Colo. – The cultural values of Latinos have a major impact on
their palliative care preferences and healthcare providers should be sensitive
to their perspectives, according to a research letter by physicians at the
University of Colorado School of Medicine.
Cervantes, MD, assistant professor of medicine, the lead author of the letter,
said she individually surveyed 61 Spanish and English-speaking Latino patients
who were receiving dialysis to treat kidney failure between September and
December 2014 and compared their responses with a previous study of Canadian
patients in similar circumstances.
observed a preference towards more aggressive care,” said Cervantes.
letter, published online last week in the American Journal of Kidney Diseases,
says that fewer patients in the Canadian cohort stated a preference for
resuscitation (38.9 percent) and many (60.7 percent) regret starting dialysis.
Among the Latinos in Cervantes’ study, the majority (70 percent) would prefer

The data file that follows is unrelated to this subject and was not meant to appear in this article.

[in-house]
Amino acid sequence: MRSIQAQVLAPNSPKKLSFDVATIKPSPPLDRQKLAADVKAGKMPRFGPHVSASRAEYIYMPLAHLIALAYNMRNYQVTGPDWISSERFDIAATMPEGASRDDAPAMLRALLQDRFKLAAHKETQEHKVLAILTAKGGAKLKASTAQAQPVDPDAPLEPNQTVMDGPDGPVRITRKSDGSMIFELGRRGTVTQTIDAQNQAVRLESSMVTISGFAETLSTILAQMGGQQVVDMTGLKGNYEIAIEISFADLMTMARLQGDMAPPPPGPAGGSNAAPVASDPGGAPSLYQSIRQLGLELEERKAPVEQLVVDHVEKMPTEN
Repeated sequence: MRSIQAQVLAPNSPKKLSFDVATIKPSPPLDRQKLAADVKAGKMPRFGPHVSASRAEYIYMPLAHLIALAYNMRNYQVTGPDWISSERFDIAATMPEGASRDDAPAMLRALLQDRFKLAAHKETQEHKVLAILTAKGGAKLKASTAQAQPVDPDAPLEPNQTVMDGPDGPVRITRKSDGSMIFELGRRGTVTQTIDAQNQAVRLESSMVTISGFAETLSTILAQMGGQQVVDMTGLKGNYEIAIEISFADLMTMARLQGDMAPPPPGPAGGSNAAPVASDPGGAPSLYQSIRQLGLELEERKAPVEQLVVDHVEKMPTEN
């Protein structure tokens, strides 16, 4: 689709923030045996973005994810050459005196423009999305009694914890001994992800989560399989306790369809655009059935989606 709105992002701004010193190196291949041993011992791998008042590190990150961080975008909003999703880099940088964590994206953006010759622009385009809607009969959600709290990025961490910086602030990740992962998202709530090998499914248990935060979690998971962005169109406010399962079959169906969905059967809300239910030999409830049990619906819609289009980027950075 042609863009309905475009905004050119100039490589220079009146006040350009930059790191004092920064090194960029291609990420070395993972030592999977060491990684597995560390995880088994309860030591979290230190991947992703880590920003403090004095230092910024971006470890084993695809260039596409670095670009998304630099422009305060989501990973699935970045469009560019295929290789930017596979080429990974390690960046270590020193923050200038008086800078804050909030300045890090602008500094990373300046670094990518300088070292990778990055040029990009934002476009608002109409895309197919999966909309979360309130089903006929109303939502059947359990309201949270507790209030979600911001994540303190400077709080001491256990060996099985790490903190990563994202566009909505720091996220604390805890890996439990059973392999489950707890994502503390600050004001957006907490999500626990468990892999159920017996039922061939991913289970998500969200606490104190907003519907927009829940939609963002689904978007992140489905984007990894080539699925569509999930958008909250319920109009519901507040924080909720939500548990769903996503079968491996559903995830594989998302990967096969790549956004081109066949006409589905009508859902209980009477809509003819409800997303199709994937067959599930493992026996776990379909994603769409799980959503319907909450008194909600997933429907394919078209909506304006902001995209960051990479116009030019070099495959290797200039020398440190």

resuscitation if their heart stopped and few (15 percent) regret the decision
to start dialysis.
the study of Canadian patients, most wanted to discuss end-of-life
decision-making when they became seriously ill. The Latinos in Cervantes’
survey preferred an earlier approach with conversations occurring soon after
they’ve started dialysis and while at home to allow for meaningful integration
of family into medical decision-making.
findings support the relevance of delivering palliative care in a way that is
sensitive to Latino culture and aligns with their values,” Cervantes said.
are one of the fastest-growing segments of the U.S. population and, as a group,
face a faster progression from chronic kidney disease to end-stage renal
disease when compared to non-Latino whites. All patients with end-stage
renal disease suffer a burden of debilitating symptoms and have a high
studies have found that Latinos are less likely to have advance directives, are
more likely to die in a hospital and, when faced with end-of-life decisions,
prefer a family-centered decision-making model. This survey by Cervantes and
colleagues is the first description of palliative care preferences and needs of
Latino patients with end-stage renal disease.
is an internal medicine hospitalist at Denver Health. Her co-authors on the
research letter are Stuart Linas, MD, professor of medicine, Angela Keniston,
MPH, research projects manager at Denver Health, and Stacy Fischer, MD,
associate professor of medicine. The study was funded by a Harold Amos Medical
Faculty Development Award from the Robert Wood Johnson Foundation.